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My infatuation with the city of Venice could be considered the longest love affair of my life.

It began when I was just a teenager; I arrived by train during my high school student exchange year (afs.org), not knowing much about what to expect. But Venice always lives up to expectation if you allow yourself the time to explore it. After all, it’s been "the" unforgettable city for centuries.

As Venice residents themselves will tell you, knowing this city and all of its treasures might take a lifetime. "La Serenissima" never ceases to surprise, offering unexpected treasures at every corner.

Entering a non-assuming, almost hidden church like the Chiesa San Sebastiano (which was practically attached to the university’s summer language session building) may reveal art masterpieces that many museums would envy. But living and studying among Italian and Venetian residents certainly helps.

And, fortunately, there are many ways to establish short-term residence in this unique city. One of them is to enroll in an Italian language or cooking class, which equips you with extra skills to complement the experience of living abroad. There are many schools and institutes to choose from, each offering a variety of short- and longer-term courses. They can also help with accommodations if you so desire.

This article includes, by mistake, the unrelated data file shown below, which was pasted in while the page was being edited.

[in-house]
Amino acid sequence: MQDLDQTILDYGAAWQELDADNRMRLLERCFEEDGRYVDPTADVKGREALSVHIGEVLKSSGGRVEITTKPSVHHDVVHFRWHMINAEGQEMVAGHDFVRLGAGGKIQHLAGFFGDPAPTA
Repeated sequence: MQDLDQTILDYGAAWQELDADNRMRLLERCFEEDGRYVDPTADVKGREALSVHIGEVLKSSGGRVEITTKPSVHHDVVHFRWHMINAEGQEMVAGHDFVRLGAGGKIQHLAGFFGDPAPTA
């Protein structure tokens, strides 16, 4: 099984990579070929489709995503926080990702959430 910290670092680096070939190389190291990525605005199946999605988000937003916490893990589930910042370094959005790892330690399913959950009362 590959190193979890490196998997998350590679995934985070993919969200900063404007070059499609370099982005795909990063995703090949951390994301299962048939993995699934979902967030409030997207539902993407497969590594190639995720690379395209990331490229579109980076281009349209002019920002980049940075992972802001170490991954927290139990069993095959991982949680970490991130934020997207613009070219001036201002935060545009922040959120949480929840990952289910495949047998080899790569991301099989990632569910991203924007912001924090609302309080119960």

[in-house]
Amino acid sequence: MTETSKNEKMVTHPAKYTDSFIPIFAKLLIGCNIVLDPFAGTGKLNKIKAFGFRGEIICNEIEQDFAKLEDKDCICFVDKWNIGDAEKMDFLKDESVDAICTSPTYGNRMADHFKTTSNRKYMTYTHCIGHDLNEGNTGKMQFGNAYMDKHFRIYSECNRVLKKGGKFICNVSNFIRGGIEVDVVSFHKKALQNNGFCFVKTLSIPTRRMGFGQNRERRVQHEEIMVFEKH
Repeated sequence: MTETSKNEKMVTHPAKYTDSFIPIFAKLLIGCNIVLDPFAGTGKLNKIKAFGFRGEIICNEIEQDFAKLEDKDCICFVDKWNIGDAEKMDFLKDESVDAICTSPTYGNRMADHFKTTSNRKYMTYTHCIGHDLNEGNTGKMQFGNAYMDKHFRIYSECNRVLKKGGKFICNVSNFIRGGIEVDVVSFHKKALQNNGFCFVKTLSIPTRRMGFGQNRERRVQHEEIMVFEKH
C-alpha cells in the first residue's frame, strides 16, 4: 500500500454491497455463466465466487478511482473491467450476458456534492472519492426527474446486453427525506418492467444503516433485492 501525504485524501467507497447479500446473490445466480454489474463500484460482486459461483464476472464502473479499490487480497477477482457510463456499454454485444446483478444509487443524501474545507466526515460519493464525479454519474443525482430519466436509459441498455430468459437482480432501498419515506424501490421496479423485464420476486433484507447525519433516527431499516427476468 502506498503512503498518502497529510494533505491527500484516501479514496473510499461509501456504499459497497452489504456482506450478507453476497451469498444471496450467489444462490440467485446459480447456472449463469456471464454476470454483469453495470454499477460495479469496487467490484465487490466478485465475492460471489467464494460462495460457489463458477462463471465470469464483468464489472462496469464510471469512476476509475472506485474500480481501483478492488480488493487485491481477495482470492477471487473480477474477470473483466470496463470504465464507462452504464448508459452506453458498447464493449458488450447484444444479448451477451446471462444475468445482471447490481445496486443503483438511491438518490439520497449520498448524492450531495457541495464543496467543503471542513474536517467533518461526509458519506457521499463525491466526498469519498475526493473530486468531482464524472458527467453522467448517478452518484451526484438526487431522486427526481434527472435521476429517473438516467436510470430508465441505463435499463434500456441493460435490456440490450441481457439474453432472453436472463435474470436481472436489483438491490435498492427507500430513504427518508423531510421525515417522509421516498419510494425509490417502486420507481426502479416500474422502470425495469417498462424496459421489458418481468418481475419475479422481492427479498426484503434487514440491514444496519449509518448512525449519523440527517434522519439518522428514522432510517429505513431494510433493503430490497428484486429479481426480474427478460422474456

This summer I had the opportunity to spend three weeks living like a local in Venice. Venetians took me on an evening tour of Venetian bars, uncovering hidden gems frequented primarily by locals.

And had it not been for a Venetian, I probably would have missed out on the islands of Burano and Torcello, because having visited Murano while staying on La Giudecca (at the boisterous Ostello Venezia during my first visit), I assumed that I’d been to the other major islands as well. What an inexcusable mistake.

Burano was a cheerful explosion of color, and the rows of seemingly dancing houses automatically made you smile. Torcello was a sober, classic brick-and-marble historical treasure and a trip back in time (even in timeless Venice) that inspired awe and contemplation. This was our lunch spot, where a typically Italian orgy of food lasted over 2 hours.

On the trip back, I spent a few seconds at the captain's seat piloting the vaporetto. A quick stop back in Burano provided a warm, friendly chat with the owner of Riva Rosa, an elegant yet cozy restaurant with an amazing roof terrace.

Study opportunities in Venice:

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